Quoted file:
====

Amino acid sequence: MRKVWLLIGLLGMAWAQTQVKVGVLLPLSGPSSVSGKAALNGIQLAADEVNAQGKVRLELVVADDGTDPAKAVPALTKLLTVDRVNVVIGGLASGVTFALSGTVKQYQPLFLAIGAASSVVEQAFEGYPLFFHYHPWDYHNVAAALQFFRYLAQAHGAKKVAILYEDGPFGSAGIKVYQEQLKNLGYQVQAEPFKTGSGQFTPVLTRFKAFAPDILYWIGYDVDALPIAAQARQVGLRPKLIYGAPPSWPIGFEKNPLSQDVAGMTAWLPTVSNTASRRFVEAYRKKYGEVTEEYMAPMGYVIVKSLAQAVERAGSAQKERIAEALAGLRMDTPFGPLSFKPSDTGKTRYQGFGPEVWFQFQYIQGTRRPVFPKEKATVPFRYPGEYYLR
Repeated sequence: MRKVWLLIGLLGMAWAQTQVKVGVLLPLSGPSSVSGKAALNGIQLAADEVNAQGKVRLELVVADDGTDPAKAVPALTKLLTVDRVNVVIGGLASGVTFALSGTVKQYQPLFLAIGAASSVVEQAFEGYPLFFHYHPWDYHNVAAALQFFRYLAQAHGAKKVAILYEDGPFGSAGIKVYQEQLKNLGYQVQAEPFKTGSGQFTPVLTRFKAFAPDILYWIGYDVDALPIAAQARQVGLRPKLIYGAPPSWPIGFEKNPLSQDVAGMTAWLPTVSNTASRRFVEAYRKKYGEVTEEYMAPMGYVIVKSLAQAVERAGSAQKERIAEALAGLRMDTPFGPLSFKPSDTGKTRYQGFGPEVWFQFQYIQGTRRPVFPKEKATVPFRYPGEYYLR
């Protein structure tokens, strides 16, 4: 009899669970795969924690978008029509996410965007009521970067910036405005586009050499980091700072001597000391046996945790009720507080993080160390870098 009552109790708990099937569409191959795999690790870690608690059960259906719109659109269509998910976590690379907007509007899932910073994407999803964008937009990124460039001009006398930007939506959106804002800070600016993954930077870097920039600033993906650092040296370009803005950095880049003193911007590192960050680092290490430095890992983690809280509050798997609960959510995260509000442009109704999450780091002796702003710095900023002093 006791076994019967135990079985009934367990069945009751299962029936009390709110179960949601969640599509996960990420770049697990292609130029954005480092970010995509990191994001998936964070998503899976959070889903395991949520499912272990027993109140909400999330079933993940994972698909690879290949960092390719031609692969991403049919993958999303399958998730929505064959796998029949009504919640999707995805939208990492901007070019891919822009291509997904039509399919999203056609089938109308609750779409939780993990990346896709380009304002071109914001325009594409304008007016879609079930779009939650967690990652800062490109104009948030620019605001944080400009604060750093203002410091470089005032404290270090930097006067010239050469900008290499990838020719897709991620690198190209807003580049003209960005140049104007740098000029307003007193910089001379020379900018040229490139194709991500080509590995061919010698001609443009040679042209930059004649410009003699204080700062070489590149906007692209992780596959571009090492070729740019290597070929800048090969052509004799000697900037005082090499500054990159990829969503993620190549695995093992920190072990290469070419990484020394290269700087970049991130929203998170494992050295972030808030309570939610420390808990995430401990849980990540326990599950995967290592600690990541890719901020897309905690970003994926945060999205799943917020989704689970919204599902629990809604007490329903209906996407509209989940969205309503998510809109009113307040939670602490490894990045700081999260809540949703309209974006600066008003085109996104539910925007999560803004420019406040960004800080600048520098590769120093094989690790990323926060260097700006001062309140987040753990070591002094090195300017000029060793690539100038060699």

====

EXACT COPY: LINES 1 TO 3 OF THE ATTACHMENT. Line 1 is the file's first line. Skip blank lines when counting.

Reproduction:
Amino acid sequence: MRKVWLLIGLLGMAWAQTQVKVGVLLPLSGPSSVSGKAALNGIQLAADEVNAQGKVRLELVVADDGTDPAKAVPALTKLLTVDRVNVVIGGLASGVTFALSGTVKQYQPLFLAIGAASSVVEQAFEGYPLFFHYHPWDYHNVAAALQFFRYLAQAHGAKKVAILYEDGPFGSAGIKVYQEQLKNLGYQVQAEPFKTGSGQFTPVLTRFKAFAPDILYWIGYDVDALPIAAQARQVGLRPKLIYGAPPSWPIGFEKNPLSQDVAGMTAWLPTVSNTASRRFVEAYRKKYGEVTEEYMAPMGYVIVKSLAQAVERAGSAQKERIAEALAGLRMDTPFGPLSFKPSDTGKTRYQGFGPEVWFQFQYIQGTRRPVFPKEKATVPFRYPGEYYLR
Repeated sequence: MRKVWLLIGLLGMAWAQTQVKVGVLLPLSGPSSVSGKAALNGIQLAADEVNAQGKVRLELVVADDGTDPAKAVPALTKLLTVDRVNVVIGGLASGVTFALSGTVKQYQPLFLAIGAASSVVEQAFEGYPLFFHYHPWDYHNVAAALQFFRYLAQAHGAKKVAILYEDGPFGSAGIKVYQEQLKNLGYQVQAEPFKTGSGQFTPVLTRFKAFAPDILYWIGYDVDALPIAAQARQVGLRPKLIYGAPPSWPIGFEKNPLSQDVAGMTAWLPTVSNTASRRFVEAYRKKYGEVTEEYMAPMGYVIVKSLAQAVERAGSAQKERIAEALAGLRMDTPFGPLSFKPSDTGKTRYQGFGPEVWFQFQYIQGTRRPVFPKEKATVPFRYPGEYYLR
């Protein structure tokens, strides 16, 4: 009899669970795969924690978008029509996410965007009521970067910036405005586009050499980091700072001597000391046996945790009720507080993080160390870098 009552109790708990099937569409191959795999690790870690608690059960259906719109659109269509998910976590690379907007509007899932910073994407999803964008937009990124460039001009006398930007939506959106804002800070600016993954930077870097920039600033993906650092040296370009803005950095880049003193911007590192960050680092290490430095890992983690809280509050798997609960959510995260509000442009109704999450780091002796702003710095900023002093 006791076994019967135990079985009934367990069945009751299962029936009390709110179960949601969640599509996960990420770049697990292609130029954005480092970010995509990191994001998936964070998503899976959070889903395991949520499912272990027993109140909400999330079933993940994972698909690879290949960092390719031609692969991403049919993958999303399958998730929505064959796998029949009504919640999707995805939208990492901007070019891919822009291509997904039509399919999203056609089938109308609750779409939780993990990346896709380009304002071109914001325009594409304008007016879609079930779009939650967690990652800062490109104009948030620019605001944080400009604060750093203002410091470089005032404290270090930097006067010239050469900008290499990838020719897709991620690198190209807003580049003209960005140049104007740098000029307003007193910089001379020379900018040229490139194709991500080509590995061919010698001609443009040679042209930059004649410009003699204080700062070489590149906007692209992780596959571009090492070729740019290597070929800048090969052509004799000697900037005082090499500054990159990829969503993620190549695995093992920190072990290469070419990484020394290269700087970049991130929203998170494992050295972030808030309570939610420390808990995430401990849980990540326990599950995967290592600690990541890719901020897309905690970003994926945060999205799943917020989704689970919204599902629990809604007490329903209906996407509209989940969205309503998510809109009113307040939670602490490894990045700081999260809540949703309209974006600066008003085109996104539910925007999560803004420019406040960004800080600048520098590769120093094989690790990323926060260097700006001062309140987040753990070591002094090195300017000029060793690539100038060699």